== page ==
Family Lines

stories for you

Month: October 2016

A Wilde ghost writer

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What do ghost writers have in common?

They all use invisible ink.

Happy Halloween!

The ghost above is Oscar Wilde. He was an Irish writer who wrote in the 1880s. You probably know The Picture of Dorian Gray and The Importance of Being Earnest: these are just two of his works.

Headless on Halloween

Boy dressed as Headless Horseman.

My nephew in 2013 as the Headless Horseman.

Halloween is in a few days and while I won’t be dressing up, I do remember some costumes from when I was in elementary school in Nova Scotia. I always wanted to be dignified and pretty while my mother always wanted me to be something funny.

One Halloween, I asked to be a “Lady.” I’m not sure what I meant by that. I was six. My lady was a real life lady, a woman, an adult. She wore high heels and blouses and lipstick. I didn’t get the heels but I got the make-up, a black beret and a skirt. I also disappointed my mother, who wanted me to be a clown or an old fat man created by shoving a pillow down my shirt and drawing wrinkles on my face with black eyeliner.

In Grade 6, I got a little more daring. I wanted to be the Headless Horseman. For years I’d been fascinated with the story of Ichabod Crane and Sleepy Hollow and the man who rode his horse without his noggin. Some of this had to do with the fact that I lived a couple of kilometres away from Hollow Bridge. I thought the similarities between the two names were uncanny. Sleepy Hollow – Hollow Bridge: almost the same, right?

Hollow Bridge Power Plant, Nova Scotia.

Hollow Bridge Power Plant, Nova Scotia.

Hollow Bridge has a population of maybe nine people spread over three houses. There’s a Nova Scotia power plant on the right that sits high on the hill and has a huge water tower standing straight out of the landscape. Taller than any of the trees. It’s a steel feature in an otherwise bucolic setting. As for the hollow bridge, there are two bridges along the road that could be the hollow bridge. I’m not sure which one the area is named after. Anyway, I felt it was a place the headless horseman could roam. That’s how I chose my costume for my classroom party.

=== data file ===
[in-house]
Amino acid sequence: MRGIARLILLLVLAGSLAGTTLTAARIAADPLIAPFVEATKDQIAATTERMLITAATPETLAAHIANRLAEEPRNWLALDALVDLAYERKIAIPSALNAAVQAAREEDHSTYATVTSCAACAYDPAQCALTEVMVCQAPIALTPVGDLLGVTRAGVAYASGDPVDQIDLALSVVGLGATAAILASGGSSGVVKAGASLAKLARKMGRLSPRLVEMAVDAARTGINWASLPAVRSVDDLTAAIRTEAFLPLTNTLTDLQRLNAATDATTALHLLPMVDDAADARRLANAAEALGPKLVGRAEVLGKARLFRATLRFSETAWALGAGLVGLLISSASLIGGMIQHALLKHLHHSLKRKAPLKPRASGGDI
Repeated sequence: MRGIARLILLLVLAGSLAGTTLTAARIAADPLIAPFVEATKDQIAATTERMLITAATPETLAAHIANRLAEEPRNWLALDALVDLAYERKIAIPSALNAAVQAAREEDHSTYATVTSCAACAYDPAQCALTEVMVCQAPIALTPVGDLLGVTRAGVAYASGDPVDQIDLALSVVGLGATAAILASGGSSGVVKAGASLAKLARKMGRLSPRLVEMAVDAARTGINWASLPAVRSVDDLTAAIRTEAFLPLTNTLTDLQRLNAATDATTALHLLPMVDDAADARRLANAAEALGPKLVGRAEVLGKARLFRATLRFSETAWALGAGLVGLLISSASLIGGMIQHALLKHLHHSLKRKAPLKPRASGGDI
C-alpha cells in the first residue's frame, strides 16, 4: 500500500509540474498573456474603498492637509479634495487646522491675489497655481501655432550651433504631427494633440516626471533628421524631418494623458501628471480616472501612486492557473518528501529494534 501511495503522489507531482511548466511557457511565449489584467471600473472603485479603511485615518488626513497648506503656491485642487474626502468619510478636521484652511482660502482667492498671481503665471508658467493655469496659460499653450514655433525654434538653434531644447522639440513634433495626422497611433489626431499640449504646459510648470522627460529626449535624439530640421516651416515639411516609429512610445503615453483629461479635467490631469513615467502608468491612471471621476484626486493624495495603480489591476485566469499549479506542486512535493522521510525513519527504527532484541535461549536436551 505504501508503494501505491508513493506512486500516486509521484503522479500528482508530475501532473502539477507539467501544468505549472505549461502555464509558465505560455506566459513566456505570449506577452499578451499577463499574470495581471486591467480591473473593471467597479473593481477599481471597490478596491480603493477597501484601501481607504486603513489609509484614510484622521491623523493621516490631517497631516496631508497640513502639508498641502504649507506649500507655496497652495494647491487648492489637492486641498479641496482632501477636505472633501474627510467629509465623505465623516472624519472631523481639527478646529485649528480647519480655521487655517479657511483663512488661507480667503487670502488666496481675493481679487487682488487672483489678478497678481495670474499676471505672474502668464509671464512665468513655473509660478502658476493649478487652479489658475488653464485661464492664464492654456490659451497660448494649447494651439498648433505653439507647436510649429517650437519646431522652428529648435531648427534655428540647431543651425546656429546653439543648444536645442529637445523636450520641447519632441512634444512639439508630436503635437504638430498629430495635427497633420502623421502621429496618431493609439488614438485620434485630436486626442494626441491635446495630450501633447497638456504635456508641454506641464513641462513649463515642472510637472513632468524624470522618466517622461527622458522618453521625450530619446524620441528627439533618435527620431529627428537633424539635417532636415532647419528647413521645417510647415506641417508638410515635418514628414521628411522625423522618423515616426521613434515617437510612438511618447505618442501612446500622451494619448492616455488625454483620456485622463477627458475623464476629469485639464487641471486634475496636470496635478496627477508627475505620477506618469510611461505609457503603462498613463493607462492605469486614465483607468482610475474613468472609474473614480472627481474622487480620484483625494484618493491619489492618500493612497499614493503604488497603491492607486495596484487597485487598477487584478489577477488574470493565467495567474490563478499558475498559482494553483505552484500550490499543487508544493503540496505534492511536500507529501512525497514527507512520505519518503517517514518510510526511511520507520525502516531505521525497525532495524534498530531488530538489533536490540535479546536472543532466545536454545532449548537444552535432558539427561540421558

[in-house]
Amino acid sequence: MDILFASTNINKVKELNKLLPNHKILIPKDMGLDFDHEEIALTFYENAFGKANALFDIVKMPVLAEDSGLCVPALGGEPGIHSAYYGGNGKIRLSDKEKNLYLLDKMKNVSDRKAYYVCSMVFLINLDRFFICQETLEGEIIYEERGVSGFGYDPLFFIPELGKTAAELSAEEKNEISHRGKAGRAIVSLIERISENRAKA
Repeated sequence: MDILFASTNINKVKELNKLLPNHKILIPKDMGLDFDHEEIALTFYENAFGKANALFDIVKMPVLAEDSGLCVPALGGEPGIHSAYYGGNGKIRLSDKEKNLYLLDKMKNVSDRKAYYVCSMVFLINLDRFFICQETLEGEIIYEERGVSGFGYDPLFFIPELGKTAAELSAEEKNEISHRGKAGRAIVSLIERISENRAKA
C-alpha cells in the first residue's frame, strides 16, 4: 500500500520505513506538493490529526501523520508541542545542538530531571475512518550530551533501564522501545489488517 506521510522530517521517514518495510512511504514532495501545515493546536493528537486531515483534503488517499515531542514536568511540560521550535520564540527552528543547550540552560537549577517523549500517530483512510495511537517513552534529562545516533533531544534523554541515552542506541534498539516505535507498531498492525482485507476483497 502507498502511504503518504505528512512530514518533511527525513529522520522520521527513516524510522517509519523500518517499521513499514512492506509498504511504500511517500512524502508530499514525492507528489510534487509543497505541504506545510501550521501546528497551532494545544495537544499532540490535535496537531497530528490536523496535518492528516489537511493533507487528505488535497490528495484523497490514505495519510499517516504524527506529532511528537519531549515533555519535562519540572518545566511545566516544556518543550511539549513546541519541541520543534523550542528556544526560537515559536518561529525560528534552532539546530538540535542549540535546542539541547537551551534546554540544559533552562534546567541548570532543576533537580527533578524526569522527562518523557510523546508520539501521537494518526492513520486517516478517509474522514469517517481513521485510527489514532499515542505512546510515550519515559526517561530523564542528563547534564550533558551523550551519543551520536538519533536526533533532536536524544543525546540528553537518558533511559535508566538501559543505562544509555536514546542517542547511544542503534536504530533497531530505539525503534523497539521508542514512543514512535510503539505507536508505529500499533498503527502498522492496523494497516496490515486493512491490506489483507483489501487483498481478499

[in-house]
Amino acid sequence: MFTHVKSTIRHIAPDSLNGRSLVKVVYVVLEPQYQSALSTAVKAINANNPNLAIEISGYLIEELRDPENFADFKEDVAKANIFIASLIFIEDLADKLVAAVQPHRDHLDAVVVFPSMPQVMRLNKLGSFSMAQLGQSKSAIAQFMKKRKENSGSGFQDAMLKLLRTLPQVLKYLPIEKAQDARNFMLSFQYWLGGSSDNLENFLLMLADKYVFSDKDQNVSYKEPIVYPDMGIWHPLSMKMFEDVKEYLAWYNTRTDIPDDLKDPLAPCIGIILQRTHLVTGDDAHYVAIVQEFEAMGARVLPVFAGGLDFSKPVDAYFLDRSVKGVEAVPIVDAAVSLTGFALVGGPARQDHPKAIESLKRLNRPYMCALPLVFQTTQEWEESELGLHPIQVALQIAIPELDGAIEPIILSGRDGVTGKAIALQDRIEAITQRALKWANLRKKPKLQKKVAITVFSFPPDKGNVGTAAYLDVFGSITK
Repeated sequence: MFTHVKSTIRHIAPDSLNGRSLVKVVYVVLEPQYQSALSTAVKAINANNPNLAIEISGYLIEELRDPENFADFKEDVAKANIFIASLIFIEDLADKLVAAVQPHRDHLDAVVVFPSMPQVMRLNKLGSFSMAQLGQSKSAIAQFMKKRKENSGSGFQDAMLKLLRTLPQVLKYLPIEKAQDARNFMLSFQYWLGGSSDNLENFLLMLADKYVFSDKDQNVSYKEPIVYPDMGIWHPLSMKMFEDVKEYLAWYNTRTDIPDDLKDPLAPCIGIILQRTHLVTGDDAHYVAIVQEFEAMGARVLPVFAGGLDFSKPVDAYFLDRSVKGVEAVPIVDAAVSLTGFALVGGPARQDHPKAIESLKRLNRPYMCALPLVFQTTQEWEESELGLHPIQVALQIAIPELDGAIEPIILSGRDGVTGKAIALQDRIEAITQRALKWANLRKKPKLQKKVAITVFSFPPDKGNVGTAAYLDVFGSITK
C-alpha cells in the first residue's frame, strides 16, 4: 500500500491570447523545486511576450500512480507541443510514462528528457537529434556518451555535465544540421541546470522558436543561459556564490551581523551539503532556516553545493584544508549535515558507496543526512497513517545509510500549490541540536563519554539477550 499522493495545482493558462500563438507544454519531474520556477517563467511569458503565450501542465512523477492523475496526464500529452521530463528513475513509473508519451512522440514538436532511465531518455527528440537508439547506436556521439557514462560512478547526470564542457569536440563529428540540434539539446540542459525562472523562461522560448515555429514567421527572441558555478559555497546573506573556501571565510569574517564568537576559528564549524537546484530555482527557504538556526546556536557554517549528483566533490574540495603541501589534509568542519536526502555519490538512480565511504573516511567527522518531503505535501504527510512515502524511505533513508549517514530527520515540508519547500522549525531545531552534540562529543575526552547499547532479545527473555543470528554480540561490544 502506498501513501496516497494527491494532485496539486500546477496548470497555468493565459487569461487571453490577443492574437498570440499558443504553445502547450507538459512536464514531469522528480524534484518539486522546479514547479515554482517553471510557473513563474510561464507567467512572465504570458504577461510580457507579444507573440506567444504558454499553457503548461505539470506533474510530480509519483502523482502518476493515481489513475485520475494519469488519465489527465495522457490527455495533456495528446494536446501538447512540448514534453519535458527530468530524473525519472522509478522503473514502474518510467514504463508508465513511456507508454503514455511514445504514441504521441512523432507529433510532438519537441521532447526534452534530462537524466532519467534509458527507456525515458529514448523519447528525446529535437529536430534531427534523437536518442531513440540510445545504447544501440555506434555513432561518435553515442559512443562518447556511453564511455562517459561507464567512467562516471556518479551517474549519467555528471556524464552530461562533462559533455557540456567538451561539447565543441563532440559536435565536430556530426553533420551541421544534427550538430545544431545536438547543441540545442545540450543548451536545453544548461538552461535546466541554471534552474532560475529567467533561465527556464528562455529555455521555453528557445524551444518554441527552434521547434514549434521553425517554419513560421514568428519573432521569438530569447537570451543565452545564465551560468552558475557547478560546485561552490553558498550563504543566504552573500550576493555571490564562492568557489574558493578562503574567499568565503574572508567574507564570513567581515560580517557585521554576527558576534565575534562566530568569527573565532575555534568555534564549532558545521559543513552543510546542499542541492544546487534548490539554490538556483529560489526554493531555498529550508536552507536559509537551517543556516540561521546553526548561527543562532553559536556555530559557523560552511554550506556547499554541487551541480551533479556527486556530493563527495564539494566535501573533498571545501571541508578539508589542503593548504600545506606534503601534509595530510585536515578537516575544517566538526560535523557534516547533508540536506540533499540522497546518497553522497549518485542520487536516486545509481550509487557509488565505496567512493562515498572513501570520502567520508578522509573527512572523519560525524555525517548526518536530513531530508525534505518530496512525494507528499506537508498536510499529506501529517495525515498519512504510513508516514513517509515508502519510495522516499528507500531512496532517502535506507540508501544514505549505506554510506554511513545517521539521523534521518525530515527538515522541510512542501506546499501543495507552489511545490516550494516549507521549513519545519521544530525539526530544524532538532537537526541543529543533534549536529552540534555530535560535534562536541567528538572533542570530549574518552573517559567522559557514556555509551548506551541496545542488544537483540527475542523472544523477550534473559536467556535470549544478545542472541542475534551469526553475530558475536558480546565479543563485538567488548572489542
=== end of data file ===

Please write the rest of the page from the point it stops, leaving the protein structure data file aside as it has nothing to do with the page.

My father made my outfit out of things around our house. He cut shoulders for me out of a discarded piece of wood and he attached it to the top of my head by a shoelace tied under my chin. He cut eyes holes in an old dress shirt of his so I could peek out. In my day, knickers were popular for girls. These weren’t underwear but trousers cinched at the knee with elastic. I wore a royal blue corduroy pair. My mother lent me her nursing cape from 20 years earlier; it was a heavy wool black cape with red lining. It was perfect.

I topped off my outfit with a papier mâché head I made and painted to look like a face. I even added brown yarn for hair.

I was excited about wearing my costume to school. We were having the party in the tiny Gaspereau Elementary School gymnasium. I was going to rock it.

At school, I put on my spectacularly spooky outfit on at noon and thought everyone was going to love it. But no one knew who or what I was. Disappointing. How could these kids not know who the Headless Horseman was when Hollow Bridge was close by? I was astounded and hurt that my outfit went to waste. Oh well, it was cool to me.

In 2013, my 10 year-old nephew decided to dress up in a great costume – the Headless Horseman. People knew who he was supposed to be and he doesn’t live anywhere near a Hollow or Sleepy community. Pop culture finally caught up.

Ode to my Rad Pants

Rad pants.

Look at how Rad those pants are…

I’ve had my Mountain Equipment Co-op (MEC) Rad pants for many, many years. I got them from my roommate in Toronto in 1995. Mo liked my Guess jeans. I liked her Rad pants. We made a trade. I think I got the best part of the deal. The jeans would have been out of style a long time ago. The Rad pants, however, just met their end last week.